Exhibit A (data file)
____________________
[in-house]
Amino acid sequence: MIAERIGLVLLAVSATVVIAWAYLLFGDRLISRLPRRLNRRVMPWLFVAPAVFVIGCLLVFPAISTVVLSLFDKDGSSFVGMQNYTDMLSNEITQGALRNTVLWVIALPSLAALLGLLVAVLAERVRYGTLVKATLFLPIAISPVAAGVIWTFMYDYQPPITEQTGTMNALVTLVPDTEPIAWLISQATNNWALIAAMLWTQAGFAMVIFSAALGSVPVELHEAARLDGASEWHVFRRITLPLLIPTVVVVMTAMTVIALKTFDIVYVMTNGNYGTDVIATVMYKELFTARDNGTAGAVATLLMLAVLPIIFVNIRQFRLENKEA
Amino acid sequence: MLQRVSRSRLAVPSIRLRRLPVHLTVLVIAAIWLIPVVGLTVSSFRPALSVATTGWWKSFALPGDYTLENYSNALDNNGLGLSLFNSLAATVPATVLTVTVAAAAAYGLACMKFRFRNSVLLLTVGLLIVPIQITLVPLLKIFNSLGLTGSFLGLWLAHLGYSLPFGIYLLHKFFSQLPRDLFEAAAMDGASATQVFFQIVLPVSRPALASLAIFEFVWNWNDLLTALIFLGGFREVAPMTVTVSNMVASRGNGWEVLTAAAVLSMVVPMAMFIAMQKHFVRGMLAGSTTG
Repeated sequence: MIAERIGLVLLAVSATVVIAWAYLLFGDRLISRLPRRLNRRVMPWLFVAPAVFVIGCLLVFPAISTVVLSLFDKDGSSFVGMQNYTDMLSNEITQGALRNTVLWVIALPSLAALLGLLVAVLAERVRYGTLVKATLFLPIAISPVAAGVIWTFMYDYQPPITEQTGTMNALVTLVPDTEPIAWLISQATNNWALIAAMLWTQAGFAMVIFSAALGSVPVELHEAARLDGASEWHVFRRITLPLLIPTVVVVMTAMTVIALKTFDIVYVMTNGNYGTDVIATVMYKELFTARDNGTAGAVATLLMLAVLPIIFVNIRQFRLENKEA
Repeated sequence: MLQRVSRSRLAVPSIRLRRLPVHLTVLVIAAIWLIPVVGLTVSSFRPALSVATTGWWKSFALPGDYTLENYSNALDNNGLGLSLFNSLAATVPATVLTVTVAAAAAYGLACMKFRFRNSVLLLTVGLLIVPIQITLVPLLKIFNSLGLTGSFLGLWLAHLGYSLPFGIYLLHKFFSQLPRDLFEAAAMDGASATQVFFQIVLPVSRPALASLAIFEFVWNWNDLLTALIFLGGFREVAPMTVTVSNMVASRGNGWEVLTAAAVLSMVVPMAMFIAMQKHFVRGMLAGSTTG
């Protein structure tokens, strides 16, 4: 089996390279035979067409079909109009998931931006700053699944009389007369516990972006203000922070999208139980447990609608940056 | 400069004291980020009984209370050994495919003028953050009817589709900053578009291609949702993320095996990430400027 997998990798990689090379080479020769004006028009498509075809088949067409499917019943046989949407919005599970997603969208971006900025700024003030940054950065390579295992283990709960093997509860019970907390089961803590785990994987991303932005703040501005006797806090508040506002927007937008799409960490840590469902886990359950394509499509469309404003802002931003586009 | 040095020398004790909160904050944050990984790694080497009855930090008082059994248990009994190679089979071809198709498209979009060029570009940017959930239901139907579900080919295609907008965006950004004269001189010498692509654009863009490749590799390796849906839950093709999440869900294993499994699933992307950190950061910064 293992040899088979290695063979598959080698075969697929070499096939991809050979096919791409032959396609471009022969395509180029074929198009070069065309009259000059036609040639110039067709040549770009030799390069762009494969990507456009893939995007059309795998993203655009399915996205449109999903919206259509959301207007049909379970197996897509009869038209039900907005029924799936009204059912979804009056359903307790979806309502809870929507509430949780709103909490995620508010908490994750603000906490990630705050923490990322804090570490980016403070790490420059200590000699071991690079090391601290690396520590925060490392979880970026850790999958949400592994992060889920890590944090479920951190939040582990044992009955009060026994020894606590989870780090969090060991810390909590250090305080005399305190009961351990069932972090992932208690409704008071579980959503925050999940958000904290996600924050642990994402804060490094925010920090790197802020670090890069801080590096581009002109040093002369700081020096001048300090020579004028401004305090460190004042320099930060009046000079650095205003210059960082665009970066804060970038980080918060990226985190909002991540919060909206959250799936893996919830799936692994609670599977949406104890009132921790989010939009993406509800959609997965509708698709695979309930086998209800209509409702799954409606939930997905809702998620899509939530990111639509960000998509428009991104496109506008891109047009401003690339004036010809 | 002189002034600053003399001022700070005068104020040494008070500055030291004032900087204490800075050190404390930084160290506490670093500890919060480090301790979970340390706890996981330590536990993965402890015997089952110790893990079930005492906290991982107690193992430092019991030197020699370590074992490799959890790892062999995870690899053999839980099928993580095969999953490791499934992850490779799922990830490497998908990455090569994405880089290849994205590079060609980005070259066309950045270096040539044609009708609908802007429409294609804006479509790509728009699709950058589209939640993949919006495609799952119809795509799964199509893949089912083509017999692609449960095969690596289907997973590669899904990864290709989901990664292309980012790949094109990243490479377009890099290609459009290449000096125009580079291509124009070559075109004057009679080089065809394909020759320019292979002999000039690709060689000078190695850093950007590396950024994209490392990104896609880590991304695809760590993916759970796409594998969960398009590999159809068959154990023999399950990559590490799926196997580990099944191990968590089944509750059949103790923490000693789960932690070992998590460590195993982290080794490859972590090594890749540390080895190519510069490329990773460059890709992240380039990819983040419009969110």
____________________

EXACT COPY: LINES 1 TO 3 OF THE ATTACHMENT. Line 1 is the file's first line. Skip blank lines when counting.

[in-house]
Amino acid sequence: MIAERIGLVLLAVSATVVIAWAYLLFGDRLISRLPRRLNRRVMPWLFVAPAVFVIGCLLVFPAISTVVLSLFDKDGSSFVGMQNYTDMLSNEITQGALRNTVLWVIALPSLAALLGLLVAVLAERVRYGTLVKATLFLPIAISPVAAGVIWTFMYDYQPPITEQTGTMNALVTLVPDTEPIAWLISQATNNWALIAAMLWTQAGFAMVIFSAALGSVPVELHEAARLDGASEWHVFRRITLPLLIPTVVVVMTAMTVIALKTFDIVYVMTNGNYGTDVIATVMYKELFTARDNGTAGAVATLLMLAVLPIIFVNIRQFRLENKEA
Amino acid sequence: MLQRVSRSRLAVPSIRLRRLPVHLTVLVIAAIWLIPVVGLTVSSFRPALSVATTGWWKSFALPGDYTLENYSNALDNNGLGLSLFNSLAATVPATVLTVTVAAAAAYGLACMKFRFRNSVLLLTVGLLIVPIQITLVPLLKIFNSLGLTGSFLGLWLAHLGYSLPFGIYLLHKFFSQLPRDLFEAAAMDGASATQVFFQIVLPVSRPALASLAIFEFVWNWNDLLTALIFLGGFREVAPMTVTVSNMVASRGNGWEVLTAAAVLSMVVPMAMFIAMQKHFVRGMLAGSTTG